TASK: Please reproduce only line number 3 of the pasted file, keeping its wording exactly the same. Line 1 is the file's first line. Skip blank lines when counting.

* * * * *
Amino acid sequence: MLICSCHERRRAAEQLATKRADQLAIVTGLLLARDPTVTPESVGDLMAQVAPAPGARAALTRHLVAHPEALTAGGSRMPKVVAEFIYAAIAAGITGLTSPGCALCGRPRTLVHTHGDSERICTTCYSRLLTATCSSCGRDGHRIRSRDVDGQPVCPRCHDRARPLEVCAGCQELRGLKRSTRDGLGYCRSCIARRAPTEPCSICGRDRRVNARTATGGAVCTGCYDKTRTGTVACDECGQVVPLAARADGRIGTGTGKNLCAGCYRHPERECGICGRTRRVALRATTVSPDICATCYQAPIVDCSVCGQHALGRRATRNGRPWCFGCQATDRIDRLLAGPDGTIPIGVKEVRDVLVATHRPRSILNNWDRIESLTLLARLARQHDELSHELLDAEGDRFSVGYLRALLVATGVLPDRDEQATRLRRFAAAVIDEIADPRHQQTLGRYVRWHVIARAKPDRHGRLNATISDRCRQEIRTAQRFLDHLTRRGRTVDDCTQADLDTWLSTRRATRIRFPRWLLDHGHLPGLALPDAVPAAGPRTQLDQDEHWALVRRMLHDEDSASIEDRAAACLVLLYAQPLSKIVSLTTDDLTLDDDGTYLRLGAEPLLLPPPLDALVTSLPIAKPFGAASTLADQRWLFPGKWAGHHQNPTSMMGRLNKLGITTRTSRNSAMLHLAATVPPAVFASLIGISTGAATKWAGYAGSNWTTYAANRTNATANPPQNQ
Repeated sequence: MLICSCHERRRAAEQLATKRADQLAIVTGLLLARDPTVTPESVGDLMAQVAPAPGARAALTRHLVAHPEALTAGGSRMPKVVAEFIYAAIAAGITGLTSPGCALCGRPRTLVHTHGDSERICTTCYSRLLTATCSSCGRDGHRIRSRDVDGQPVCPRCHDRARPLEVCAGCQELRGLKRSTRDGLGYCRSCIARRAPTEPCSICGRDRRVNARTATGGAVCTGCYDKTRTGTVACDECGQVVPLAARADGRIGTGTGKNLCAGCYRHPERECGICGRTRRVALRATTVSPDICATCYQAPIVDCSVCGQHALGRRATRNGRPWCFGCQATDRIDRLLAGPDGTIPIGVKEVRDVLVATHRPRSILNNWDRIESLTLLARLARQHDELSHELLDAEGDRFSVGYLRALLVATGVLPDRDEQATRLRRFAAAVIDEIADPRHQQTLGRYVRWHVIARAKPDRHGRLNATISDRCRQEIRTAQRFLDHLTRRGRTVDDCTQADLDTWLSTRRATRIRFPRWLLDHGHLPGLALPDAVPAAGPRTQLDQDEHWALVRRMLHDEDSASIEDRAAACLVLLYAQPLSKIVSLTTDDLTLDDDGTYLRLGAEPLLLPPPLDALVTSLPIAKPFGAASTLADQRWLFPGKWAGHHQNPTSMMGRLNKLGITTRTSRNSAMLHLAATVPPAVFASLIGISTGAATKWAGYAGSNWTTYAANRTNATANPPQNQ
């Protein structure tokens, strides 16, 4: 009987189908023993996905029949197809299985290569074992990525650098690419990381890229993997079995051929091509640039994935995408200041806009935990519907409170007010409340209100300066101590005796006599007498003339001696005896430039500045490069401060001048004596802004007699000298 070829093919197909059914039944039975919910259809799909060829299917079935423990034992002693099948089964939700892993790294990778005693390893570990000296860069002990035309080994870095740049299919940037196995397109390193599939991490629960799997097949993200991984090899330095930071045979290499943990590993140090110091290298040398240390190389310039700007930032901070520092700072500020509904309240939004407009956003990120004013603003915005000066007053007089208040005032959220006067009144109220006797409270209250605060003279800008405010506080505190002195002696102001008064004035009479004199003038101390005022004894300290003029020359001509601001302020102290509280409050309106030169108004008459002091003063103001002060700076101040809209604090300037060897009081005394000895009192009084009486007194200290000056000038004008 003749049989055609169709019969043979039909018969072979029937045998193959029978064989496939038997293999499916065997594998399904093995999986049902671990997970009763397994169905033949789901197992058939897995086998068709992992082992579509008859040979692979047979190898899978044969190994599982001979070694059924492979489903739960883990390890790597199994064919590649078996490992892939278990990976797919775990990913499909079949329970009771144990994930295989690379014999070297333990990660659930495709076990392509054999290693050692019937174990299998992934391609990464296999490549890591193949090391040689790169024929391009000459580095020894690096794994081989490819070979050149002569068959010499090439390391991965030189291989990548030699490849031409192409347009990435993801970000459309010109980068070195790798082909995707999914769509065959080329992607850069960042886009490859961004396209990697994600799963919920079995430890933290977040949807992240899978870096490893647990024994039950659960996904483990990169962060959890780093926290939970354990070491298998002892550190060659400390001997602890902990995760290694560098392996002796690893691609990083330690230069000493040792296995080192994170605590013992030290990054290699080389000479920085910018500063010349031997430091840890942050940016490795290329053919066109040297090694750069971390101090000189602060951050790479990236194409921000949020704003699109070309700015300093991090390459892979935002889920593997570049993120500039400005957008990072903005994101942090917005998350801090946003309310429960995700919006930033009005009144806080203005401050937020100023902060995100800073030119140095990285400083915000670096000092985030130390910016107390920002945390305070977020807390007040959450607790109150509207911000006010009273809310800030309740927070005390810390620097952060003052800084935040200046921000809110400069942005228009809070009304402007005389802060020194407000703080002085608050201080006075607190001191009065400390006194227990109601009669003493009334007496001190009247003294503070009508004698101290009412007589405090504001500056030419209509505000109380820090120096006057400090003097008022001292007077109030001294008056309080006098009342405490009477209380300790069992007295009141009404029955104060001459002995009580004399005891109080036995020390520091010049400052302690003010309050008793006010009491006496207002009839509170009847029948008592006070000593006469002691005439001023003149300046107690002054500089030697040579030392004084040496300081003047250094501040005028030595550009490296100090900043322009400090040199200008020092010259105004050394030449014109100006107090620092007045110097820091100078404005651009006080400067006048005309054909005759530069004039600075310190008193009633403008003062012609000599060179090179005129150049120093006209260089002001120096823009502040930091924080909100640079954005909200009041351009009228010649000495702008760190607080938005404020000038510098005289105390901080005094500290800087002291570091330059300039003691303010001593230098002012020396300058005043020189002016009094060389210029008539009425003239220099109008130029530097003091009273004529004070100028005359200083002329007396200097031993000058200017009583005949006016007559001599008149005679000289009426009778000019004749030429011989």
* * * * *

């Protein structure tokens, strides 16, 4: 009987189908023993996905029949197809299985290569074992990525650098690419990381890229993997079995051929091509640039994935995408200041806009935990519907409170007010409340209100300066101590005796006599007498003339001696005896430039500045490069401060001048004596802004007699000298 070829093919197909059914039944039975919910259809799909060829299917079935423990034992002693099948089964939700892993790294990778005693390893570990000296860069002990035309080994870095740049299919940037196995397109390193599939991490629960799997097949993200991984090899330095930071045979290499943990590993140090110091290298040398240390190389310039700007930032901070520092700072500020509904309240939004407009956003990120004013603003915005000066007053007089208040005032959220006067009144109220006797409270209250605060003279800008405010506080505190002195002696102001008064004035009479004199003038101390005022004894300290003029020359001509601001302020102290509280409050309106030169108004008459002091003063103001002060700076101040809209604090300037060897009081005394000895009192009084009486007194200290000056000038004008 003749049989055609169709019969043979039909018969072979029937045998193959029978064989496939038997293999499916065997594998399904093995999986049902671990997970009763397994169905033949789901197992058939897995086998068709992992082992579509008859040979692979047979190898899978044969190994599982001979070694059924492979489903739960883990390890790597199994064919590649078996490992892939278990990976797919775990990913499909079949329970009771144990994930295989690379014999070297333990990660659930495709076990392509054999290693050692019937174990299998992934391609990464296999490549890591193949090391040689790169024929391009000459580095020894690096794994081989490819070979050149002569068959010499090439390391991965030189291989990548030699490849031409192409347009990435993801970000459309010109980068070195790798082909995707999914769509065959080329992607850069960042886009490859961004396209990697994600799963919920079995430890933290977040949807992240899978870096490893647990024994039950659960996904483990990169962060959890780093926290939970354990070491298998002892550190060659400390001997602890902990995760290694560098392996002796690893691609990083330690230069000493040792296995080192994170605590013992030290990054290699080389000479920085910018500063010349031997430091840890942050940016490795290329053919066109040297090694750069971390101090000189602060951050790479990236194409921000949020704003699109070309700015300093991090390459892979935002889920593997570049993120500039400005957008990072903005994101942090917005998350801090946003309310429960995700919006930033009005009144806080203005401050937020100023902060995100800073030119140095990285400083915000670096000092985030130390910016107390920002945390305070977020807390007040959450607790109150509207911000006010009273809310800030309740927070005390810390620097952060003052800084935040200046921000809110400069942005228009809070009304402007005389802060020194407000703080002085608050201080006075607190001191009065400390006194227990109601009669003493009334007496001190009247003294503070009508004698101290009412007589405090504001500056030419209509505000109380820090120096006057400090003097008022001292007077109030001294008056309080006098009342405490009477209380300790069992007295009141009404029955104060001459002995009580004399005891109080036995020390520091010049400052302690003010309050008793006010009491006496207002009839509170009847029948008592006070000593006469002691005439001023003149300046107690002054500089030697040579030392004084040496300081003047250094501040005028030595550009490296100090900043322009400090040199200008020092010259105004050394030449014109100006107090620092007045110097820091100078404005651009006080400067006048005309054909005759530069004039600075310190008193009633403008003062012609000599060179090179005129150049120093006209260089002001120096823009502040930091924080909100640079954005909200009041351009009228010649000495702008760190607080938005404020000038510098005289105390901080005094500290800087002291570091330059300039003691303010001593230098002012020396300058005043020189002016009094060389210029008539009425003239220099109008130029530097003091009273004529004070100028005359200083002329007396200097031993000058200017009583005949006016007559001599008149005679000289009426009778000019004749030429011989």